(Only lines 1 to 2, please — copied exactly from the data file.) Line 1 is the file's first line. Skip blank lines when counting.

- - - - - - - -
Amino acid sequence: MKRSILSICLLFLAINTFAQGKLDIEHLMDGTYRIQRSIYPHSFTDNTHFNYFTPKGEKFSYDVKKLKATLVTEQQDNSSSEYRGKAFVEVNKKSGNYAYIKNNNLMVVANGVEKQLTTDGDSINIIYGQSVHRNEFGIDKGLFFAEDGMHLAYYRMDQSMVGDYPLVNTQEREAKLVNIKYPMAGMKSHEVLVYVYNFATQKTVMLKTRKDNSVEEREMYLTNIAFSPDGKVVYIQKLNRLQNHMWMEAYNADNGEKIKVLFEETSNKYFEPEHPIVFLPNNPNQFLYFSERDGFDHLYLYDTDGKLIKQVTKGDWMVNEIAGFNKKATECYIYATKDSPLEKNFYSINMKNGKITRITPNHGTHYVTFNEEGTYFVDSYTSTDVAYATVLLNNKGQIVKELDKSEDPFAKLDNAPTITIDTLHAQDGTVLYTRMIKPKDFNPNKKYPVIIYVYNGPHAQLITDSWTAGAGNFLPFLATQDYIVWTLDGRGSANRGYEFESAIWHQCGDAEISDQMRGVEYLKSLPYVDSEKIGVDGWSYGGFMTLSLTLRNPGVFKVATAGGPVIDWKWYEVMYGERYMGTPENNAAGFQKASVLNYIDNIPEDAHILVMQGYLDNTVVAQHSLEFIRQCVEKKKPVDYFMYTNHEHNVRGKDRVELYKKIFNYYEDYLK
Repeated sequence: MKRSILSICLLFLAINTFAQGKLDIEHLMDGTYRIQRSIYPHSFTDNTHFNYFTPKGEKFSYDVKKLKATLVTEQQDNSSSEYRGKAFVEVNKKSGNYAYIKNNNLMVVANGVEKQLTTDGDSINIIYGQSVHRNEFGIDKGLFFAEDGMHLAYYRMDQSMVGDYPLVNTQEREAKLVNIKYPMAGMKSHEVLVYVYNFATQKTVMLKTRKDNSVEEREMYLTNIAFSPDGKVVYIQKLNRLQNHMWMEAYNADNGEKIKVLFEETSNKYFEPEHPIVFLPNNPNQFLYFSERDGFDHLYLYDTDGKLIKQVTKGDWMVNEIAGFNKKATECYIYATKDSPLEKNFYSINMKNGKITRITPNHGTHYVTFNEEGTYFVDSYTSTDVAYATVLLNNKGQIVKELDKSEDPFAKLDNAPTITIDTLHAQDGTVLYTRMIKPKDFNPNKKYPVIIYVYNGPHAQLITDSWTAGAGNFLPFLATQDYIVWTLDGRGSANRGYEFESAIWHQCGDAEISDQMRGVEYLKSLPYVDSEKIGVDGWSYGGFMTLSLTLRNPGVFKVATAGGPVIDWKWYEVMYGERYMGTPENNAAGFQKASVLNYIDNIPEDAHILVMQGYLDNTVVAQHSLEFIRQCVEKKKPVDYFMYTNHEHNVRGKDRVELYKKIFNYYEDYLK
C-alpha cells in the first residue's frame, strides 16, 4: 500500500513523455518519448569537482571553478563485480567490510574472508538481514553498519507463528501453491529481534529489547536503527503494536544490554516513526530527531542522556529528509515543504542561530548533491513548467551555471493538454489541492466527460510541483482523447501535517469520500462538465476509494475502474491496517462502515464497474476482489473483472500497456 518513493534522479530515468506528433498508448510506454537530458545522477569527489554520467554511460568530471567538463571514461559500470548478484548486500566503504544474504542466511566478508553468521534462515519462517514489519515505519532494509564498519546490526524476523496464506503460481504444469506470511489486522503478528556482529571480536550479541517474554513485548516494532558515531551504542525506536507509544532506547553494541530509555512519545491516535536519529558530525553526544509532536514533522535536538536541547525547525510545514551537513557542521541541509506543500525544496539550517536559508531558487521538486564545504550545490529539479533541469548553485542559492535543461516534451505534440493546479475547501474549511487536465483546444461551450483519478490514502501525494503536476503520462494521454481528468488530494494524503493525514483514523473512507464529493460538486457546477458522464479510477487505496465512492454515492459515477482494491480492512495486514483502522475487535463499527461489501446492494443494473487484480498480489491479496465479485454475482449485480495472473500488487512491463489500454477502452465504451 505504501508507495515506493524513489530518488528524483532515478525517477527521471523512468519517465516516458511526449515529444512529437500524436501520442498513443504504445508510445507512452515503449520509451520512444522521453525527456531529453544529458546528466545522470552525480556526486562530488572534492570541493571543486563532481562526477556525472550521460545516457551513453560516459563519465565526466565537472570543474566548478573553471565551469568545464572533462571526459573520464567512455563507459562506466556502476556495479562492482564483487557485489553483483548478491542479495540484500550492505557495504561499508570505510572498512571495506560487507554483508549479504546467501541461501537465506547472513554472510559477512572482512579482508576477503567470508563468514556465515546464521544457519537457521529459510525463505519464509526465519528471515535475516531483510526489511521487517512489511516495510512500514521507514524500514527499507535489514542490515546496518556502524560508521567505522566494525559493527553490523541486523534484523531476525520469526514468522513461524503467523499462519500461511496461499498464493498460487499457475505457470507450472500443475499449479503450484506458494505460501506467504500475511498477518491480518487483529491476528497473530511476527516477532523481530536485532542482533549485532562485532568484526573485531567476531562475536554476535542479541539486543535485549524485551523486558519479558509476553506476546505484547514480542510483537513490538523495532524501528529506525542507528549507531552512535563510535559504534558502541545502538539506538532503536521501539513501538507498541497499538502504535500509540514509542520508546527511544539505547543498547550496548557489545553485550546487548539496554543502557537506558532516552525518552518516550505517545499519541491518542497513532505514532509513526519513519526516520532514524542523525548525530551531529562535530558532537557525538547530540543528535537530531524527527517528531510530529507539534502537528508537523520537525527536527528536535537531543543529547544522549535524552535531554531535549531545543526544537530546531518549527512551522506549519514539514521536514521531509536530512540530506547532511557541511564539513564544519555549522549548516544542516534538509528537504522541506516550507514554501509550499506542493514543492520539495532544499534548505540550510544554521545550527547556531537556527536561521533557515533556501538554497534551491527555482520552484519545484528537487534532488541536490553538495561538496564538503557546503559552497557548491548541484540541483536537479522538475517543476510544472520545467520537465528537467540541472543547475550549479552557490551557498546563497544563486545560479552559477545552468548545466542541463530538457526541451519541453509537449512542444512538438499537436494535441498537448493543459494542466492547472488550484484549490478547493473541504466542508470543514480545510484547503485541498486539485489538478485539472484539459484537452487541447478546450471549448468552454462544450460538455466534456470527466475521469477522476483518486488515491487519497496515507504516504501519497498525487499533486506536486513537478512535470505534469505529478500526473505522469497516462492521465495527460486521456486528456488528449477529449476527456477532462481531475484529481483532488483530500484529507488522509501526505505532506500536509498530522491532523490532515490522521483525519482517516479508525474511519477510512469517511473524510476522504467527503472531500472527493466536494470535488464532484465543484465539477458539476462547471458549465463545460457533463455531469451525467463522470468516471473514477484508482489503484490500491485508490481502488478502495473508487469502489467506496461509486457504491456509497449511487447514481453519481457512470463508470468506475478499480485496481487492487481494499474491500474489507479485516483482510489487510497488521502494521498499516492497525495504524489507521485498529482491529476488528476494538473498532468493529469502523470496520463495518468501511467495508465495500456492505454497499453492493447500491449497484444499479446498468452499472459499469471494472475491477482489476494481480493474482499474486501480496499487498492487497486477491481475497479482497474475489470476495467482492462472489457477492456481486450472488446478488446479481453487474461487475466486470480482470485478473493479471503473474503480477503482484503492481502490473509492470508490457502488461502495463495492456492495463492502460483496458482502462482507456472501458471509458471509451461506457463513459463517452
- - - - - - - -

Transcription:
Amino acid sequence: MKRSILSICLLFLAINTFAQGKLDIEHLMDGTYRIQRSIYPHSFTDNTHFNYFTPKGEKFSYDVKKLKATLVTEQQDNSSSEYRGKAFVEVNKKSGNYAYIKNNNLMVVANGVEKQLTTDGDSINIIYGQSVHRNEFGIDKGLFFAEDGMHLAYYRMDQSMVGDYPLVNTQEREAKLVNIKYPMAGMKSHEVLVYVYNFATQKTVMLKTRKDNSVEEREMYLTNIAFSPDGKVVYIQKLNRLQNHMWMEAYNADNGEKIKVLFEETSNKYFEPEHPIVFLPNNPNQFLYFSERDGFDHLYLYDTDGKLIKQVTKGDWMVNEIAGFNKKATECYIYATKDSPLEKNFYSINMKNGKITRITPNHGTHYVTFNEEGTYFVDSYTSTDVAYATVLLNNKGQIVKELDKSEDPFAKLDNAPTITIDTLHAQDGTVLYTRMIKPKDFNPNKKYPVIIYVYNGPHAQLITDSWTAGAGNFLPFLATQDYIVWTLDGRGSANRGYEFESAIWHQCGDAEISDQMRGVEYLKSLPYVDSEKIGVDGWSYGGFMTLSLTLRNPGVFKVATAGGPVIDWKWYEVMYGERYMGTPENNAAGFQKASVLNYIDNIPEDAHILVMQGYLDNTVVAQHSLEFIRQCVEKKKPVDYFMYTNHEHNVRGKDRVELYKKIFNYYEDYLK
Repeated sequence: MKRSILSICLLFLAINTFAQGKLDIEHLMDGTYRIQRSIYPHSFTDNTHFNYFTPKGEKFSYDVKKLKATLVTEQQDNSSSEYRGKAFVEVNKKSGNYAYIKNNNLMVVANGVEKQLTTDGDSINIIYGQSVHRNEFGIDKGLFFAEDGMHLAYYRMDQSMVGDYPLVNTQEREAKLVNIKYPMAGMKSHEVLVYVYNFATQKTVMLKTRKDNSVEEREMYLTNIAFSPDGKVVYIQKLNRLQNHMWMEAYNADNGEKIKVLFEETSNKYFEPEHPIVFLPNNPNQFLYFSERDGFDHLYLYDTDGKLIKQVTKGDWMVNEIAGFNKKATECYIYATKDSPLEKNFYSINMKNGKITRITPNHGTHYVTFNEEGTYFVDSYTSTDVAYATVLLNNKGQIVKELDKSEDPFAKLDNAPTITIDTLHAQDGTVLYTRMIKPKDFNPNKKYPVIIYVYNGPHAQLITDSWTAGAGNFLPFLATQDYIVWTLDGRGSANRGYEFESAIWHQCGDAEISDQMRGVEYLKSLPYVDSEKIGVDGWSYGGFMTLSLTLRNPGVFKVATAGGPVIDWKWYEVMYGERYMGTPENNAAGFQKASVLNYIDNIPEDAHILVMQGYLDNTVVAQHSLEFIRQCVEKKKPVDYFMYTNHEHNVRGKDRVELYKKIFNYYEDYLK